The other day I borrowed a movie from the library that my middle daughter had been asking to watch. When she saw it, she immediately asked if two friends could watch it with her. Both of the friends she requested are adults, friends of mine that had intentionally developed relationships with her. Only one was able to stay and watch the movie, but when I came downstairs at one point, my daughter had her head laid on the shoulder of my 24 year old friend as they were enjoying a movie together.
It made my heart so happy.
Sure, I could have watched the movie with her, but the fact that she had other adults in her life that she not only desired to spend time with but who desired to spend time with her as well, meant the world to me.
In 2010, I had the opportunity to read the book “Sticky Faith: Everyday Ideas to Build Lasting Faith in Your Kids” by Drs. Kara Powell and Chap Clark. This book had a profound effect on how I parented my own children but my biggest takeaway was the idea of The Five.
In the book, they explains that “Despite the age segregation that exists in our churches and broader culture, each young person is greatly benefited when surrounded by a team of five adults.” In the book, they called this “the new 5:1 ratio” as compared to the normal five kids per adult ratio used in many Sunday school classrooms.
The Power of The Five
So, why is having those five adults so important?
- Adults have significant lasting influence on youth. Studies show that significant, non-parental adults play an important role in adolescent development (Source). Having a healthy, well-rounded world view requires more than just parental input; other supportive adults fill out that role.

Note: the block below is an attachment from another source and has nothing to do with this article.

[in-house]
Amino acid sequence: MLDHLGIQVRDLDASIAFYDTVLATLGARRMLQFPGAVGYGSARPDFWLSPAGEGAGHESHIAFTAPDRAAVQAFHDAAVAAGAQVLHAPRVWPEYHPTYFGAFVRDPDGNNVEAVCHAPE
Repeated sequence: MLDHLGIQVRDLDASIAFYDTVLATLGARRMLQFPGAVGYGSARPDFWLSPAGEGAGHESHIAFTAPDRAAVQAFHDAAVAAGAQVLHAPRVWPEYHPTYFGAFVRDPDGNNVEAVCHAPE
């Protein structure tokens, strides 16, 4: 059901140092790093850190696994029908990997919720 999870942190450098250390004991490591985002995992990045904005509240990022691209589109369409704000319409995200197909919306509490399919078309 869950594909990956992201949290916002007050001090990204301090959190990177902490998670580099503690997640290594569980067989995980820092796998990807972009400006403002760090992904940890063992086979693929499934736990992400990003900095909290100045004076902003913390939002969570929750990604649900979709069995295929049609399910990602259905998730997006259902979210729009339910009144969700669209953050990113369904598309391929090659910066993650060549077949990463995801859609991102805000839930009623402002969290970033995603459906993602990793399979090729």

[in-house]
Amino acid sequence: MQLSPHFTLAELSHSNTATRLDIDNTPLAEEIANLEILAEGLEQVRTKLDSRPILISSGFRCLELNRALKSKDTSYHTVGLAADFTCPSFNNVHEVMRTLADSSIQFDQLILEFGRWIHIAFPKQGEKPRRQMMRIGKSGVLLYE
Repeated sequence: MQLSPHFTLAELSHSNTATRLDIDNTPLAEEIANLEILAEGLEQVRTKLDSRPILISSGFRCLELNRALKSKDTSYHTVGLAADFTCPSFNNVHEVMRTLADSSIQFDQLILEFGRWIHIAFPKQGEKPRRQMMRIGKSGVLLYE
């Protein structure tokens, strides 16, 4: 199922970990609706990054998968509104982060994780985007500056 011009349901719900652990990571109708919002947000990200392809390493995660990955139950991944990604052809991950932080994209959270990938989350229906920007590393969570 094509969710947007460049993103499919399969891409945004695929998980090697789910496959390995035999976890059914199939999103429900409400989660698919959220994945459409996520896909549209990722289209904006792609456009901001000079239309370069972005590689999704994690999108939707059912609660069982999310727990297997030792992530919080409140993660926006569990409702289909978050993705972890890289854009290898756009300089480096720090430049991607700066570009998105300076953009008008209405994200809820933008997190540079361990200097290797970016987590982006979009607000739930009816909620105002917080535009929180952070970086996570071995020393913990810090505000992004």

- It makes their faith bigger than Mom and Dad. Research has found that children go through three phases of relationship with their parents: First, as children, they adore them. Second, as youth, they question them. Finally, as young adults, they rationalize them. It’s very helpful in each of these stages for children to see that in terms of their faith, their parents weren’t alone in what they believe and passed on to them; that they can see that their faith is something bigger than just their parents’ beliefs and that they are a part of a much wider community.
- It provides stability. There is nothing more fragile than the adolescent’s world. Peer groups are prone to change as teens grow and discover their own individual personality. Friendships morph and change. Relationships come and go. Having adults who have already walked that path and are now relatively stable in their faith, their personality, and their life give kids a sense of stability and foundation that they desperately need.
Five adults engaged in intentional communication and meaningful relationships with a young person doesn’t just happen.
In fact, in our age-segregated culture, it’s highly unlikely that it will happen at all unless some intentional work is put into ensuring that it does.